3.2 Media-Usage Strategy The first major design decision of Conquest is the choice of which data to place on disk, and the answer depends on the characteristics of popular workloads. Recent studies [9, 34, 42] independently confirm the often-repeated observations :
The decision to use a threshold simplifies the code, yet does not waste an unreasonable amount of memory since small files do not consume a large amount of total space. An additional advantage of the size-based threshold is that all on-disk files are large, which allows us to achieve significant simplifications in disk layout. For example, we can avoid adding complexity to handle fragmentation with "large" and "small" disk blocks, as in FFS . Since we assume cheap and abundant RAM, the advantages of using a threshold far outweigh the small amount of space lost by storing rarely used files in RAM.
3.2.1 Files Stored in Persistent RAM
Small files and metadata benefit the most from being stored in persistent RAM, given that they are more susceptible to disk-related overheads. Since persistent RAM access granularity is byte-oriented rather than block-oriented, a single-byte access can be six orders of magnitude faster than accessing disk .
Metadata no longer have dual representations, one in memory and one on disk. The removal of the disk representation also removes the complex synchronous or asynchronous mechanisms needed to propagate the metadata changes to disk [20, 12, 38], and avoids translation between the memory and disk representations.
At this time, Conquest does not give special treatment to executables and shared libraries by forcing them into memory, but we anticipate benefits from doing so. In-place execution will reduce startup costs and the time involved in faulting pages into memory during execution. Since shared libraries are modular extensions of executables, we intend to store them in-core as well.1
3.2.2 Large-File-Only Disk Storage
Historically, the handling of small files has been one major source of file system design complexity. Since small files are accessed frequently, and a small transfer size makes mechanical overheads significant, designers employ various techniques to speed up small-file accesses. For example, the content of small files can be stored in the metadata directly, or a directory structure can be mapped into a balanced tree on disk to ensure a minimum number of indirections before locating a small file . Methods to reduce the seek time and rotational latency  are other attempts to speed up small-file accesses.
Small files introduce significant storage overhead because optimal disk-access granularities tend to be large and fixed, causing excessive internal fragmentation. Although reducing the access granularity necessitates higher overhead and lower disk bandwidth, the common remedy is nevertheless to introduce sub-granularities and extra management code to handle small files.
Large-file-only disk storage can avoid all these small-file-related complexities, and management overhead can be reduced with coarser access granularity. Sequential-access-mostly large files exhibit well-defined read-ahead semantics. Large files are also read-mostly and incur little synchronization-related overhead. Combined with large data transfers and the lack of disk arm movements, disks can deliver near raw bandwidth when accessing such files.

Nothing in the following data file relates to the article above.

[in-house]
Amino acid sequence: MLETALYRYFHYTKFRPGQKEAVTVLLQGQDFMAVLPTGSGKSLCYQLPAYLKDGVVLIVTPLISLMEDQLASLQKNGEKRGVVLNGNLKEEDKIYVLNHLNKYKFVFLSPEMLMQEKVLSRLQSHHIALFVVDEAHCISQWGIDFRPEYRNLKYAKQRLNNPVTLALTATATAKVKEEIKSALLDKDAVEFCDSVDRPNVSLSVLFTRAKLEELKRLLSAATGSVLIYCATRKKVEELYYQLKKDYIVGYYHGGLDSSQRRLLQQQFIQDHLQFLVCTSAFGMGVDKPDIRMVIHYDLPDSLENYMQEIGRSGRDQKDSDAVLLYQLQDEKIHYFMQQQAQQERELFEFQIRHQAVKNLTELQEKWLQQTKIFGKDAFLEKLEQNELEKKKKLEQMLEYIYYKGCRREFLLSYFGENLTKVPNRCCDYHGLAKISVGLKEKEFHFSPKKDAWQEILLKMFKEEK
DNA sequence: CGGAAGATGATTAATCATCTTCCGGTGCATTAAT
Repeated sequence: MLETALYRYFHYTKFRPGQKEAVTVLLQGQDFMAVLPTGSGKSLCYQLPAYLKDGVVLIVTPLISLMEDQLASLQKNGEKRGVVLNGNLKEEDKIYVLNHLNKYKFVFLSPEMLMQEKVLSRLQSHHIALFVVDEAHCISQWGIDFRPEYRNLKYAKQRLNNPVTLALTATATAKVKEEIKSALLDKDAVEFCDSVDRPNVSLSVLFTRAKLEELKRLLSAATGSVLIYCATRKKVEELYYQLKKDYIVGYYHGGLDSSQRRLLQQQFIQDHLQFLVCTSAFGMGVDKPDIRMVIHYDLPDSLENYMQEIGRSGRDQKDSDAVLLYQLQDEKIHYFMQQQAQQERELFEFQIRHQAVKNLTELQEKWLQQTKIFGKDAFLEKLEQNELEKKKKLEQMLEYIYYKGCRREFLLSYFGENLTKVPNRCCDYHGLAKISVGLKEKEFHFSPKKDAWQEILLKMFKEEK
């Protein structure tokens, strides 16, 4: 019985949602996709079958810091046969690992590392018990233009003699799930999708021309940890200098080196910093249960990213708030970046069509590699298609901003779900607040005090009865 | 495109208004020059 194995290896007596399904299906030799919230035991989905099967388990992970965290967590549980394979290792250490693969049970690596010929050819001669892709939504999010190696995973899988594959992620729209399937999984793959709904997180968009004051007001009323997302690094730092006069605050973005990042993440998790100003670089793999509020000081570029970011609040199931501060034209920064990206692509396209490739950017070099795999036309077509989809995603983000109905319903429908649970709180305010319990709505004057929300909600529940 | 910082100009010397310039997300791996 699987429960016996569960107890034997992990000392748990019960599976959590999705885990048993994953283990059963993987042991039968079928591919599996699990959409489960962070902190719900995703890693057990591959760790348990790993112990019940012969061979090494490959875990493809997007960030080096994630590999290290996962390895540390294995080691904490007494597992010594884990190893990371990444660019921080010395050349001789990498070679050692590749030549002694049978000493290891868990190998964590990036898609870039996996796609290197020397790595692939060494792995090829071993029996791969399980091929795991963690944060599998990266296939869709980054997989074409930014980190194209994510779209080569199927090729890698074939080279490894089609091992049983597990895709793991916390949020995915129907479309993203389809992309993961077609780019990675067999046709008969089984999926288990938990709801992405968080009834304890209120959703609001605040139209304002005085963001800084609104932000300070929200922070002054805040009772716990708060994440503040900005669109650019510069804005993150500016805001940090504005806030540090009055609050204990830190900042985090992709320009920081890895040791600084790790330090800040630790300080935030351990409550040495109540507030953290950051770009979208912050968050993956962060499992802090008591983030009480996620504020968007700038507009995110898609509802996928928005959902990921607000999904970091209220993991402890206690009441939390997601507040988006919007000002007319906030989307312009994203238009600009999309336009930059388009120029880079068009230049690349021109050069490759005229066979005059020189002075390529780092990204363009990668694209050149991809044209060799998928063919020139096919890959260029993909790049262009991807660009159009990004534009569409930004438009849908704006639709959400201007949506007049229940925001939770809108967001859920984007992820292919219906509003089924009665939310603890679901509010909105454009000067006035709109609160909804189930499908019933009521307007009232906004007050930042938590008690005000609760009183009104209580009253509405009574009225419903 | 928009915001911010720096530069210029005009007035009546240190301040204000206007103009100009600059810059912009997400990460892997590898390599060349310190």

3.3 Metadata Representation
How file system metadata is handled is critical, since this information is in the path of all file accesses. Below, we outline how Conquest optimizes behavior by its choices of metadata representation.
3.3.1 In-Core File Metadata
One major simplification of our metadata representation is the removal of nested indirect blocks from the commonly used i-node design. Conquest stores small files, metadata, executables, and shared libraries in persistent RAM, via uniform, single-level, dynamically allocated index blocks, so in-core data blocks are virtually contiguous.
Conquest does not use the v-node data structure provided by VFS to store metadata, because the v-node is designed to accommodate different file systems with a wide variety of attributes. Also, Conquest does not need many mechanisms involved in manipulating v-nodes, such as metadata caching. Conquest's file metadata consists of only the fields (53 bytes) needed to conform to POSIX specifications.
To avoid file metadata management, we use the memory addresses of the Conquest file metadata as unique IDs. By leveraging the existing memory management code, this approach ensures unique file metadata IDs, no duplicate allocation, and fast retrieval of the file metadata. The downside of this decision is that we may need to modify the memory manager to anticipate that certain allocations will be relatively permanent.
For small in-core write requests where the total allocation is unknown in advance, Conquest allocates data blocks incrementally. The current implementation does not return unused memory in the last block of a file, though we plan to add automatic truncation as a future optimization. Conquest also supports "holes" within a file, since they are commonly seen during compilation and other activities.
3.3.2 Directory Metadata
We used a variant of extensible hashing  for our directory representation. The directory structure is built with a hierarchy of hash tables, using file names as keys. Collisions are resolved by splitting (or doubling) hash indices and unmasking an additional hash bit for each key. A path is resolved by recursively hashing each name component of the path at each level of the hash table.